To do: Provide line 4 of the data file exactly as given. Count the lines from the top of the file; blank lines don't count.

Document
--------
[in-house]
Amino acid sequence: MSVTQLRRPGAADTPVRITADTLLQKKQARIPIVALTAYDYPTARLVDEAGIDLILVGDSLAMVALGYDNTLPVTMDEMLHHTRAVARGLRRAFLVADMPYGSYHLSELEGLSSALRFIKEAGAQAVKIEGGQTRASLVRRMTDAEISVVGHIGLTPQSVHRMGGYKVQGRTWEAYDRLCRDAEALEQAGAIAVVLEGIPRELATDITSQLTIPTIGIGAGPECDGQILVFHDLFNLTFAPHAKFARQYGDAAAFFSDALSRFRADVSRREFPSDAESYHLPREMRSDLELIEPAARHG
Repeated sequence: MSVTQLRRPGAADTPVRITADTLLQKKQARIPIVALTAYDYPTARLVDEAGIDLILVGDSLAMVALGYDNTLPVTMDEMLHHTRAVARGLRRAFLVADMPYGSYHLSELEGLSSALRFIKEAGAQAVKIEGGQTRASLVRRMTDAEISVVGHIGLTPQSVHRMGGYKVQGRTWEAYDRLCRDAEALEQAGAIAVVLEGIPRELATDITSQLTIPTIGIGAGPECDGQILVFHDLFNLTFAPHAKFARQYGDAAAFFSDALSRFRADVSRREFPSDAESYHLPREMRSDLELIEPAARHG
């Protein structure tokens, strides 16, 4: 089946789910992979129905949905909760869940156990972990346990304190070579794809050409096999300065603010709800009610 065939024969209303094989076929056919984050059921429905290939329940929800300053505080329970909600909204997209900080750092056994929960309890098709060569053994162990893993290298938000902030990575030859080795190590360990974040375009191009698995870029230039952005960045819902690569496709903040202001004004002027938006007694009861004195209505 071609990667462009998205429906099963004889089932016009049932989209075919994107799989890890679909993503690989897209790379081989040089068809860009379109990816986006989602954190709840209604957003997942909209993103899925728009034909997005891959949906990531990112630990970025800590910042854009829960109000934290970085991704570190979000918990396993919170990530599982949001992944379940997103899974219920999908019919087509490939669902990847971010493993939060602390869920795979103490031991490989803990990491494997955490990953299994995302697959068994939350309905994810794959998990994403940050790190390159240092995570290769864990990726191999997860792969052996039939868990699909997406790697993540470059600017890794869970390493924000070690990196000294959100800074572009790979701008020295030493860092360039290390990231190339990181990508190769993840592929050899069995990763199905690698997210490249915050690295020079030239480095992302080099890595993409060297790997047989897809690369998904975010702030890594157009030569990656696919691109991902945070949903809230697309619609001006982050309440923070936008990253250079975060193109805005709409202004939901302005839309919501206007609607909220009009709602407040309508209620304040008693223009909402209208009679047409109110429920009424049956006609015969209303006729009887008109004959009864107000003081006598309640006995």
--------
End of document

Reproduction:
């Protein structure tokens, strides 16, 4: 089946789910992979129905949905909760869940156990972990346990304190070579794809050409096999300065603010709800009610 065939024969209303094989076929056919984050059921429905290939329940929800300053505080329970909600909204997209900080750092056994929960309890098709060569053994162990893993290298938000902030990575030859080795190590360990974040375009191009698995870029230039952005960045819902690569496709903040202001004004002027938006007694009861004195209505 071609990667462009998205429906099963004889089932016009049932989209075919994107799989890890679909993503690989897209790379081989040089068809860009379109990816986006989602954190709840209604957003997942909209993103899925728009034909997005891959949906990531990112630990970025800590910042854009829960109000934290970085991704570190979000918990396993919170990530599982949001992944379940997103899974219920999908019919087509490939669902990847971010493993939060602390869920795979103490031991490989803990990491494997955490990953299994995302697959068994939350309905994810794959998990994403940050790190390159240092995570290769864990990726191999997860792969052996039939868990699909997406790697993540470059600017890794869970390493924000070690990196000294959100800074572009790979701008020295030493860092360039290390990231190339990181990508190769993840592929050899069995990763199905690698997210490249915050690295020079030239480095992302080099890595993409060297790997047989897809690369998904975010702030890594157009030569990656696919691109991902945070949903809230697309619609001006982050309440923070936008990253250079975060193109805005709409202004939901302005839309919501206007609607909220009009709602407040309508209620304040008693223009909402209208009679047409109110429920009424049956006609015969209303006729009887008109004959009864107000003081006598309640006995």